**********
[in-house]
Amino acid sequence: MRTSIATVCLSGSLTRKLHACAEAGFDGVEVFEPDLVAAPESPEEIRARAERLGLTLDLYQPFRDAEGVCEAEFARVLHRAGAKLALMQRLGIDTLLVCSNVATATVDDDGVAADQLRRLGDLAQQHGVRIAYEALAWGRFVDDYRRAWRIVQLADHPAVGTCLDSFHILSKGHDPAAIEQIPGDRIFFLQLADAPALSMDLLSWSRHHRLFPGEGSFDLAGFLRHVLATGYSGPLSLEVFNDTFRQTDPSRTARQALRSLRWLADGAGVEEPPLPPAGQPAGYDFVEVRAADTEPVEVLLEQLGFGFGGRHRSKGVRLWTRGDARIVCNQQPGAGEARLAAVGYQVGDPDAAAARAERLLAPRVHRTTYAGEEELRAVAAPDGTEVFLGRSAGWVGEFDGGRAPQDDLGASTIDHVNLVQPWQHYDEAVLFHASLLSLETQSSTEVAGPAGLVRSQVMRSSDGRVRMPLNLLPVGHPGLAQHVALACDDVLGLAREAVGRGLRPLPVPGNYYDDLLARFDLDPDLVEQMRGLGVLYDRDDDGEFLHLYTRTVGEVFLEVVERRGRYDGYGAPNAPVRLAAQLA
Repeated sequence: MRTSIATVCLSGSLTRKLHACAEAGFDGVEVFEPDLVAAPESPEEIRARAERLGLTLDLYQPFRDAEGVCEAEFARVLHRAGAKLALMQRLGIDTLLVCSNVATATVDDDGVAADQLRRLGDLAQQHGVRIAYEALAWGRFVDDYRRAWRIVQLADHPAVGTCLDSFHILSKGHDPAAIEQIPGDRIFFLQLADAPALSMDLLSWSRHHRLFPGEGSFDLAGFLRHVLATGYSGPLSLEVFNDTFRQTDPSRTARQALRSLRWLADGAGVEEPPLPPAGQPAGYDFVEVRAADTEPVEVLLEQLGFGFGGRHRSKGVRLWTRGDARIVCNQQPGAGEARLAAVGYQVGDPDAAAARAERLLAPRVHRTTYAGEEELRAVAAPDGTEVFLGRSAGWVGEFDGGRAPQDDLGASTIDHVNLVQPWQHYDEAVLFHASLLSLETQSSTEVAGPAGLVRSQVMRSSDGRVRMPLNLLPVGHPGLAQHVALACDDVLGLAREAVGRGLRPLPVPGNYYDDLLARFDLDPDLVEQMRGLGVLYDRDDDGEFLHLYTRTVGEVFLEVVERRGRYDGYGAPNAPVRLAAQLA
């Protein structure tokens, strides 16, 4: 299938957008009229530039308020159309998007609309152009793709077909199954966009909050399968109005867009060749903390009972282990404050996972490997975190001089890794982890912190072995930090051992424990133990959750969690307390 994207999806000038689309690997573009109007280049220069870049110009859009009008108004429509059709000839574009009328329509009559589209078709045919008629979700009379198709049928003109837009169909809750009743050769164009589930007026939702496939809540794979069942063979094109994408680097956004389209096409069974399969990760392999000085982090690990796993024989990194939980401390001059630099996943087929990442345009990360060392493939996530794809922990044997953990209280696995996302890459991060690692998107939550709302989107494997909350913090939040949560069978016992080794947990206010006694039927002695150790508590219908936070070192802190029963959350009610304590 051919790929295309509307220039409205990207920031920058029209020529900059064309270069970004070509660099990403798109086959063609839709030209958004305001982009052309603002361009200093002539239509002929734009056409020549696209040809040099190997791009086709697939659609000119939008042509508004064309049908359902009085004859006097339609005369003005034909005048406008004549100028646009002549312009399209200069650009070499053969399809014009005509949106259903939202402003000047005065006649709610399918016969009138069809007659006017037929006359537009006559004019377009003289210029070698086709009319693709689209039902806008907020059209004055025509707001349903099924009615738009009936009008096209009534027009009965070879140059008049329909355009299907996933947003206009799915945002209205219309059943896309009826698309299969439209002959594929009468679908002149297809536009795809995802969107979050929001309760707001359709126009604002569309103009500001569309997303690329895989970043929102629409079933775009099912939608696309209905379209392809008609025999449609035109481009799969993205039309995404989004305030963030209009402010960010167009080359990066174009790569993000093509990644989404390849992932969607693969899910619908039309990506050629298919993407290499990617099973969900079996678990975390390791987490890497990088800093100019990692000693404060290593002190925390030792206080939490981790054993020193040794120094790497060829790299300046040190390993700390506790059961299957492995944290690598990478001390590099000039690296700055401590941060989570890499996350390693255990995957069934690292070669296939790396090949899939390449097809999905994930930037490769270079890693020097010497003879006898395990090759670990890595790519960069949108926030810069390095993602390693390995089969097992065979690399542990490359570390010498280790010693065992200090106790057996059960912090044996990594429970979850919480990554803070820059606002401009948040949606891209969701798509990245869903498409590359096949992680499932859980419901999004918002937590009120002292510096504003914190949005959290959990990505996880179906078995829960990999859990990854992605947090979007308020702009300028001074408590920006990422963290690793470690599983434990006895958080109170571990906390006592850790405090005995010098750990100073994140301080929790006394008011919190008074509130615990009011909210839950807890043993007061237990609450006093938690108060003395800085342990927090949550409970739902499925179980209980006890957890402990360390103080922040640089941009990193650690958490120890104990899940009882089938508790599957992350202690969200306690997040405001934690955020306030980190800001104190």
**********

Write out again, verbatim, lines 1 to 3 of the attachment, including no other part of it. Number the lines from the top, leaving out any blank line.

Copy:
[in-house]
Amino acid sequence: MRTSIATVCLSGSLTRKLHACAEAGFDGVEVFEPDLVAAPESPEEIRARAERLGLTLDLYQPFRDAEGVCEAEFARVLHRAGAKLALMQRLGIDTLLVCSNVATATVDDDGVAADQLRRLGDLAQQHGVRIAYEALAWGRFVDDYRRAWRIVQLADHPAVGTCLDSFHILSKGHDPAAIEQIPGDRIFFLQLADAPALSMDLLSWSRHHRLFPGEGSFDLAGFLRHVLATGYSGPLSLEVFNDTFRQTDPSRTARQALRSLRWLADGAGVEEPPLPPAGQPAGYDFVEVRAADTEPVEVLLEQLGFGFGGRHRSKGVRLWTRGDARIVCNQQPGAGEARLAAVGYQVGDPDAAAARAERLLAPRVHRTTYAGEEELRAVAAPDGTEVFLGRSAGWVGEFDGGRAPQDDLGASTIDHVNLVQPWQHYDEAVLFHASLLSLETQSSTEVAGPAGLVRSQVMRSSDGRVRMPLNLLPVGHPGLAQHVALACDDVLGLAREAVGRGLRPLPVPGNYYDDLLARFDLDPDLVEQMRGLGVLYDRDDDGEFLHLYTRTVGEVFLEVVERRGRYDGYGAPNAPVRLAAQLA
Repeated sequence: MRTSIATVCLSGSLTRKLHACAEAGFDGVEVFEPDLVAAPESPEEIRARAERLGLTLDLYQPFRDAEGVCEAEFARVLHRAGAKLALMQRLGIDTLLVCSNVATATVDDDGVAADQLRRLGDLAQQHGVRIAYEALAWGRFVDDYRRAWRIVQLADHPAVGTCLDSFHILSKGHDPAAIEQIPGDRIFFLQLADAPALSMDLLSWSRHHRLFPGEGSFDLAGFLRHVLATGYSGPLSLEVFNDTFRQTDPSRTARQALRSLRWLADGAGVEEPPLPPAGQPAGYDFVEVRAADTEPVEVLLEQLGFGFGGRHRSKGVRLWTRGDARIVCNQQPGAGEARLAAVGYQVGDPDAAAARAERLLAPRVHRTTYAGEEELRAVAAPDGTEVFLGRSAGWVGEFDGGRAPQDDLGASTIDHVNLVQPWQHYDEAVLFHASLLSLETQSSTEVAGPAGLVRSQVMRSSDGRVRMPLNLLPVGHPGLAQHVALACDDVLGLAREAVGRGLRPLPVPGNYYDDLLARFDLDPDLVEQMRGLGVLYDRDDDGEFLHLYTRTVGEVFLEVVERRGRYDGYGAPNAPVRLAAQLA